2000: Alicia Silverstone goes vegan and ushers in the Celebrity Vegan Decade. Yes, there were vegans before 2000, like Ian Mackaye, but it was still a fringe thing, for college activists and crusty old punks. In the ’00s, going vegan equals getting press, with celebrities coming out of the pantry left and right. It was the decade that gave us PETA’s Sexiest Vegetarian Alive award, and high profile announcements from Natalie Portman, Ellen Degeneres, Jonathan Safran Foer, Kristin Bell, and other stars like supermodel Petra Němcová and MMA cage fighter Mac Danzig. Love or hate celebrity culture, it’s here to stay, and now it’s going vegan.
2001: Stella McCartney leaves Chloe to start her own designer label, starting the first high fashion vegan shoe line. While most of what she does is out of the price range of mere mortals, in a very real way, this was a good thing for the perception of vegan fashion. “But if I went vegan, I would have to shop at Payless” would no longer be an excuse, and the false dilemma between ethics and looking good was finally gone.
2002: Atkins Diet goes mainstream and gets cred. Dr. Atkins’ book had been out since 1972, but it wasn’t until the early ’00s that people gave it a real try. In 2002, a Duke University study appeared to confirm the worst fears of vegans, that Atkins dieters lost weight and lowered their cholesterol. Of course we all know what happened in the end. Like any fad diet, the guru died and the company went bankrupt, leading to its fiery demise. Why was the Atkins diet such a big deal for vegans? It was the first fad diet to attack the “eating less meat is healthy” argument at the jugular. In the end, we were still right, but not without spending a few years in the low carb wilderness. Dark times.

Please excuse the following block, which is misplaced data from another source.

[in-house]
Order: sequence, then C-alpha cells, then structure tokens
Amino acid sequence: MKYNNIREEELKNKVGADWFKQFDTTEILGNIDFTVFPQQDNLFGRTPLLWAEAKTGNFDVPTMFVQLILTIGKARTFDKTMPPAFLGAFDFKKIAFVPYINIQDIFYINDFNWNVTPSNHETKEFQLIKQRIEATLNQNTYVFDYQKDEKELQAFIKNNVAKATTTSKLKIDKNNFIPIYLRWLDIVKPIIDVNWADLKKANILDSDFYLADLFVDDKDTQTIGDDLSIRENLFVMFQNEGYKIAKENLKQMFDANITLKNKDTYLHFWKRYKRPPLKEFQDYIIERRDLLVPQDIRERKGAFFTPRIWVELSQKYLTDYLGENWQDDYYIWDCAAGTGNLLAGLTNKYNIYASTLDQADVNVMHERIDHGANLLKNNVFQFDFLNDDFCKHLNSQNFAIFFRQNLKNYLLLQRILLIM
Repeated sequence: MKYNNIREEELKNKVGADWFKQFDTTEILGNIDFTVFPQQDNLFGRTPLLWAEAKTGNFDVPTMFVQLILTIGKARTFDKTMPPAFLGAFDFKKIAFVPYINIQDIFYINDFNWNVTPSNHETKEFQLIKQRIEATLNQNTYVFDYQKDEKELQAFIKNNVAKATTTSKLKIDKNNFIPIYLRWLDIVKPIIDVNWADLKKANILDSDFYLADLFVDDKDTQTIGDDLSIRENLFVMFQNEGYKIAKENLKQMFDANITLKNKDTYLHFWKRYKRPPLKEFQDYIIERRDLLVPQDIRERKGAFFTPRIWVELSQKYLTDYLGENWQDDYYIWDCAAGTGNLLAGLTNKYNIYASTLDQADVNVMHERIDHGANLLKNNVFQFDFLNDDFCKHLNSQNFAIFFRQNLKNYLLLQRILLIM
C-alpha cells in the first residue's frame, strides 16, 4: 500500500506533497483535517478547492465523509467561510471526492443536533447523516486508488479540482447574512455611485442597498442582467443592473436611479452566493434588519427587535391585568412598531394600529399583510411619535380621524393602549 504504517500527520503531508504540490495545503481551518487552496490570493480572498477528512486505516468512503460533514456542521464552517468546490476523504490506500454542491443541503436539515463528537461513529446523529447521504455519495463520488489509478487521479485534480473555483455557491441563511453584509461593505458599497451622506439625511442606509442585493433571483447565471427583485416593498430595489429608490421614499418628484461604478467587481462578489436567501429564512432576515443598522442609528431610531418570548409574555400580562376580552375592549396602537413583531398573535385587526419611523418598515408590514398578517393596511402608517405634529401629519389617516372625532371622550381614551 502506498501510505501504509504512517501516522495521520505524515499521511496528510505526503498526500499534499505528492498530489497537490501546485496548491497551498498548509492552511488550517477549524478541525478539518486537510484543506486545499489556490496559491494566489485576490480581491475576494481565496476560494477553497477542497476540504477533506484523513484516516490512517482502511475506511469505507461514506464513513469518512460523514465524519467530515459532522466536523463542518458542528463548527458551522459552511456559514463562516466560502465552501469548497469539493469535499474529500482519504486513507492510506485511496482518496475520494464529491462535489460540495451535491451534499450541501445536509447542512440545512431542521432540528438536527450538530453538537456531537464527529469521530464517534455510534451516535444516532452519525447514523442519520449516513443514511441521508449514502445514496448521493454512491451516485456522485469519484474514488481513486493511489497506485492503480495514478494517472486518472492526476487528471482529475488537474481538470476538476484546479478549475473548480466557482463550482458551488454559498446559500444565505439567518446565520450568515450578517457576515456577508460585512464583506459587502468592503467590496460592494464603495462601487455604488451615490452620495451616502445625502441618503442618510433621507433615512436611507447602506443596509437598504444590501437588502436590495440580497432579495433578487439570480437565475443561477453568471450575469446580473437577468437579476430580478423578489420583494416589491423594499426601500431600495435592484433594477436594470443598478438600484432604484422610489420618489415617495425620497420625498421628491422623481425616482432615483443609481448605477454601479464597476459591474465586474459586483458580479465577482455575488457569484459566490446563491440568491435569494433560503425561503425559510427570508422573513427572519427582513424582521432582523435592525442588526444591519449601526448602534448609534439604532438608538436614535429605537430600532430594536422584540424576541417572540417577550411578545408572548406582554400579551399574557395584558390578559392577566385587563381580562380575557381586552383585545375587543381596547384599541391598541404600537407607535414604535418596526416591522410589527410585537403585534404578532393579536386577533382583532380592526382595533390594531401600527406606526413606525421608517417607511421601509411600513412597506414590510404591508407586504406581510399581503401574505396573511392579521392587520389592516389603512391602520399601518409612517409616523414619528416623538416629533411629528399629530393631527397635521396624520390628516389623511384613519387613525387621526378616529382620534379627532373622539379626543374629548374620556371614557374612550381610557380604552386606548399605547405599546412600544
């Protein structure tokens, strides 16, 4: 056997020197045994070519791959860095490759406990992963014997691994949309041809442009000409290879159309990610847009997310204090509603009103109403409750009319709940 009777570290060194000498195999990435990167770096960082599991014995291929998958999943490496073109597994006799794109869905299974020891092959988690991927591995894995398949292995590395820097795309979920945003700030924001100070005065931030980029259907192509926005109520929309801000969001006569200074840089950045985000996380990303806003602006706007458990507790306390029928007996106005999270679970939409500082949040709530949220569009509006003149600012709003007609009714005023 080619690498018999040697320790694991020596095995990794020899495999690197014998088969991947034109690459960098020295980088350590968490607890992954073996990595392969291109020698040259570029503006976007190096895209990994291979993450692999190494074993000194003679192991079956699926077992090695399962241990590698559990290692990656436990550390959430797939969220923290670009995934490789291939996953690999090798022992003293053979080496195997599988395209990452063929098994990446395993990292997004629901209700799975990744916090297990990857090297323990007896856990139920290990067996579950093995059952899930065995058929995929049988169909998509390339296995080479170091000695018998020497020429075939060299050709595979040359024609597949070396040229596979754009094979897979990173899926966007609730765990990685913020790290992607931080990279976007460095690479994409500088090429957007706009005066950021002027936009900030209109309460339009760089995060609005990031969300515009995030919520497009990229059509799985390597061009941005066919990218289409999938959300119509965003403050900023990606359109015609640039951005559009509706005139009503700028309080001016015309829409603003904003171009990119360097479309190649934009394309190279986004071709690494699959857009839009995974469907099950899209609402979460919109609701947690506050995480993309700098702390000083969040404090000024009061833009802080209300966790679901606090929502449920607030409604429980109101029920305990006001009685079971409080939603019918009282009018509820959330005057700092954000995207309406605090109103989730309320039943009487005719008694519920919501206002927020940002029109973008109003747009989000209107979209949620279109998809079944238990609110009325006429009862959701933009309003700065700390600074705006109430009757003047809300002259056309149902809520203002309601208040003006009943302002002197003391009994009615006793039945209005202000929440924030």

2003: Dennis Kucinich announces that he will run as the first vegan for president of the U.S. of A., then wins the election with 76 percent of the vote, dissolves the Senate, and ends factory farming by executive decree. Okay I made up like half of that. But admit it, you decided to vote for this guy, sight unseen, the second you heard he was vegan, and his flappy ears or anti-abortion stance didn’t scare you away. Hell, I did. He also helped heal the left after the Green Party split in 2000 that gave us George W. Bush, by giving all of us lefties some hope that the Democratic party doesn’t have to completely suck. After all, any political party with a high-profile vegan politician couldn’t be that bad, could it? Okay don’t answer that. Anyway, give it up for the D-Kuch for making vegan history! Dennis, I present you with this gold plated dino-statue as Vegansaurus’s highest honor. As soon as I have a sec to ‘shop that up.
2004: Wayne Pacelle becomes the first vegan president of the Humane Society of the United States, making that one for two in the “first” and “vegan president” category. For the first time, a vegan is president of the largest animal protection group in the world. He completely broadened/shifted its focus on to farm animals. It makes sense because the vast majority of animals suffering in this world are the ones we eat.
2005: Vegan cheese that melts hits the stores, with the first known appearance of Follow Your Heart’s Vegan Gourmet. “It melts!” the label proudly trumpeted, reminding us of past disappointments, fraught with casein and other milk-based substances that were needlessly present in the so-called cheese replacements of the day. True vegan pizza was finally possible, and so was GRILLED CHEESE (and the great pre-Vegansaurus Mac and Cheese Bake-Off). And with that, we kicked off a revolution in the greatest vegan technology advancement of all. Teese, Dr. Cow, Follow Your Heart, Daiya—before the ’00s, such things were only found at the Whole Foods on Fantasy Island.